Smith was often seen around campus driving a black coupé automobile resembling the Ramblin’ Wreck.

One of the buildings students spend the most time in is the Judge S. Price Gilbert Memorial Library. The library was named after Judge S. Price Gilbert, a Georgia Supreme Court Justice. Gilbert was also a member of the Georgia House of Representatives from 1888 to 1893. He served as a superior court judge in Georgia from 1908 until 1916.

Erected in 1905, this administrative building is named after Lyman Hall who was Tech’s first mathematics professor and the Institute’s second president.

He graduated from West Point and was reportedly the first faculty member to suggest that Tech build on-campus dormitories to curb behavioral problems.

Lyman Hall Laboratory of Chemistry was named in his honor after he died from health problems attributed to stress from fund-raising for a new chemistry building.

Brittain Dining Hall was opened in 1928 and is named after Marion Brittain. Brittain served as the president from 1922-1944. Before he was named president he served as the superintendent for the state of Georgia.

He is credited with establishing the Daniel Guggenheim School of Aeronautics and with nearly doubling the Institute’s enrollment while he was president.

The construction of Brittain was a multi-departmental event and every college at that time is contributed in some way to the construction.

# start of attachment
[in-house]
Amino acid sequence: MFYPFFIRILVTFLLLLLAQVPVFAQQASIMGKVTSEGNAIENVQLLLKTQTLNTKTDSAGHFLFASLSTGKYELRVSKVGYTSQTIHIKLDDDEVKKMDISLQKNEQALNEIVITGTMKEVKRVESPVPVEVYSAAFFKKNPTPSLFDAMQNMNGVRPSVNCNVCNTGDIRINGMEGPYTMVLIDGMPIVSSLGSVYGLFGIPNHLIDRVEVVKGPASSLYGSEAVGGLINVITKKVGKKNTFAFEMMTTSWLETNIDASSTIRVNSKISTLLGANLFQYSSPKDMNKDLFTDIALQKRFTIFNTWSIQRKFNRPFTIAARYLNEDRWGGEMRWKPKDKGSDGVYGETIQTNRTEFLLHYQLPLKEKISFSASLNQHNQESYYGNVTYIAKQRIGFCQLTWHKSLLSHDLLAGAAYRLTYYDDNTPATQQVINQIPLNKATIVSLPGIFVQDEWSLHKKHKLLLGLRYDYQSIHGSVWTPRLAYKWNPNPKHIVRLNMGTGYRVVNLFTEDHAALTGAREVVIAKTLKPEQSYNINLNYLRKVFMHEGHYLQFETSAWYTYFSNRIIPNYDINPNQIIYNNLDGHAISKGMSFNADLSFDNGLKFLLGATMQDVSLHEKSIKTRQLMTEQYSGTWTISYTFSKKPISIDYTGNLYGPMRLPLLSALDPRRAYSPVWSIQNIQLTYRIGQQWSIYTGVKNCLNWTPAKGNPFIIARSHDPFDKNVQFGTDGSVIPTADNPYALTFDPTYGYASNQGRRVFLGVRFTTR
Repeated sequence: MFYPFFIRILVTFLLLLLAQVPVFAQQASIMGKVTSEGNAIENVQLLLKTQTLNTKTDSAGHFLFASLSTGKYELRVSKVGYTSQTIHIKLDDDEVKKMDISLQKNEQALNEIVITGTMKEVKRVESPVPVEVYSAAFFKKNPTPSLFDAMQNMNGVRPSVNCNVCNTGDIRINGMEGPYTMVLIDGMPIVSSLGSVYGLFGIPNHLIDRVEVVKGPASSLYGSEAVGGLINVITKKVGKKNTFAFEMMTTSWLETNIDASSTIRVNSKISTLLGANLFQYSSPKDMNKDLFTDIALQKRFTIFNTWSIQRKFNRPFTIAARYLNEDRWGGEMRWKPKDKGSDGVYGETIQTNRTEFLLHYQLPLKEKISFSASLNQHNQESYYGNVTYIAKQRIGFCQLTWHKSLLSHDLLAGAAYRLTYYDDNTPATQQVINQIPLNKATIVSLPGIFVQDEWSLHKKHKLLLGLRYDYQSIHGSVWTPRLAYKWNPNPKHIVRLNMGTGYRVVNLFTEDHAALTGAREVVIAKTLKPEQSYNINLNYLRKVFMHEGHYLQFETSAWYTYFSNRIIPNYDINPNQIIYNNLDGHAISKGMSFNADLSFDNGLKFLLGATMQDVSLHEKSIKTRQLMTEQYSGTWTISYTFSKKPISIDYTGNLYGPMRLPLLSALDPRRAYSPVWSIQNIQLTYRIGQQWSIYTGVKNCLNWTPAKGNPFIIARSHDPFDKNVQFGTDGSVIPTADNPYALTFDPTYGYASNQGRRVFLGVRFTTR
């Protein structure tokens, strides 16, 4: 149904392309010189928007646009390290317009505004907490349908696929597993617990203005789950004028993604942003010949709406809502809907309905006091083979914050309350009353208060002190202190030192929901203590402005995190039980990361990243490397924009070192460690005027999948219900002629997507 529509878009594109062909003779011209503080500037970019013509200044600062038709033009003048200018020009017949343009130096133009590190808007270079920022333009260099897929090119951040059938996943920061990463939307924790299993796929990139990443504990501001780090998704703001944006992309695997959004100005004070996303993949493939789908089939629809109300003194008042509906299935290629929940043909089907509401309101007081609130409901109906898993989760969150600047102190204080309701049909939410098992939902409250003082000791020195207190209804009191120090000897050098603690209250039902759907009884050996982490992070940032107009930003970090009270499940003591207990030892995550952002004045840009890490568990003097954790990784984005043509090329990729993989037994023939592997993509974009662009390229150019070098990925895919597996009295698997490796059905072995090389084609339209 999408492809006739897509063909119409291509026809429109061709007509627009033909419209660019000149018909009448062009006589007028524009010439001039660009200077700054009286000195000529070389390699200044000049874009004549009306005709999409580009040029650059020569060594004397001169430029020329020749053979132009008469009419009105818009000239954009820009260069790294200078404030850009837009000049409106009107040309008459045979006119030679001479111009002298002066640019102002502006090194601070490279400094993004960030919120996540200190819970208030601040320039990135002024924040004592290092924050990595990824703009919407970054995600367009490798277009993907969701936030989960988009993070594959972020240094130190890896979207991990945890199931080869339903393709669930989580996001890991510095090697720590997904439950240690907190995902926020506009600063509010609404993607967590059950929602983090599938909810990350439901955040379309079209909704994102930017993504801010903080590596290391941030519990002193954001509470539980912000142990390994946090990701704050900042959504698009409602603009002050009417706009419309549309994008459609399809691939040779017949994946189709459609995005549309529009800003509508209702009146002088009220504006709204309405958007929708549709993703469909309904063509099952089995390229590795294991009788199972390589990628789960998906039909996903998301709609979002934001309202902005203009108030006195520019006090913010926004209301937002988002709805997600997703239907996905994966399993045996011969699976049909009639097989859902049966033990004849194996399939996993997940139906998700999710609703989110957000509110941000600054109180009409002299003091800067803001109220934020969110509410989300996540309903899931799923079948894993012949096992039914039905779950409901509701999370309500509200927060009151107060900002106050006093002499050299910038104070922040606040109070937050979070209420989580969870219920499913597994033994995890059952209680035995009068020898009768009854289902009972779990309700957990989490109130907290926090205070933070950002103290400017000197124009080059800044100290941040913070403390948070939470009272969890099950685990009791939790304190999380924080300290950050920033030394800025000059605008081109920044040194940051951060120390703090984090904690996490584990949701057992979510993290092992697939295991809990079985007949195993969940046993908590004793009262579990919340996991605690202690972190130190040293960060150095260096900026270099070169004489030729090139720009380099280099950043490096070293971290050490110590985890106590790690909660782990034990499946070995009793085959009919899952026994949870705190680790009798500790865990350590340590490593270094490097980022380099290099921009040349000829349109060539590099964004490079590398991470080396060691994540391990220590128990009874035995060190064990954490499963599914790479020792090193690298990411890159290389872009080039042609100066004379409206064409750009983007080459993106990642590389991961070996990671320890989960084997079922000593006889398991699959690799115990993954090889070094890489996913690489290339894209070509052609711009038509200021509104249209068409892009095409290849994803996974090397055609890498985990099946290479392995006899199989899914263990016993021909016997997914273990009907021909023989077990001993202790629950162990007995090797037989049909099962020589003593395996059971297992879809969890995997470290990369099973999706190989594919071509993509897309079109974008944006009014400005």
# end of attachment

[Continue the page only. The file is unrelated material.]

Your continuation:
It is reported that the College of Architecture designed the building, the textile department made the tapestries that hang on the walls, the ceramic department made the tiles and the light fixture supplies were donated by the mechanical department.

Brittain has been renovated four times once in 1964, 1999, 2002 and 2007.

Russ Chandler Stadium is located on the previous Rose Bowl Field constructed in 1930 with the money that Tech received from going to the Rose Bowl.

The field was completely reconstructed with a $9.7 million renovation in 2002 but is still referred to as “The Rusty C.”

Bobby Dodd Stadium is named after Tech’s Director of Athletics from 1951-76 and football coach that led the football team to one of its most successful periods in their history.

The expansion rebuilt the lower-East seating bumped the seating capacity up to 55,000.

Grant Field was built in 1913 and was named after the Grant family that donated $15,000 to build the first concrete structure around the field.

The name, Hugh Inman Grant Field, came from the Grant family’s deceased son.

The stadium is the oldest on-campus field in NCAA Division 1-A.

The space served as a makeshift field beginning in 1905 but did not become an official stadium until students build the stands with the money the Grants donated.

The original seating only held 5,600 spots but by 1925 the stadium’s capacity had reached 30,000.

The stadium underwent a steady series of renovations to add more seating. After the South Stands were demolished in 1985, the William C. Wardlaw Center was built for the Athletic Association and the stadium was reduced to 46,000. After Bobby Dodd’s death in 1988 the Board of Regents voted to change the stadium name to “Bobby Dodd Stadium.”

The Cherry Emerson building, the home of Tech’s biology department, is named after alumnus Cherry Logan Emerson, ME 1908 and EE 1909.

Emerson, the son of Tech’s first dean William Henry Emerson, worked at Westinghouse Electric, Duke Power, and Robert and Company, where he was named president in 1933.

He returned to Tech in 1945 as the dean of the College of Engineering, and served as vice president in charge of expansion from 1948 until leaving in 1955.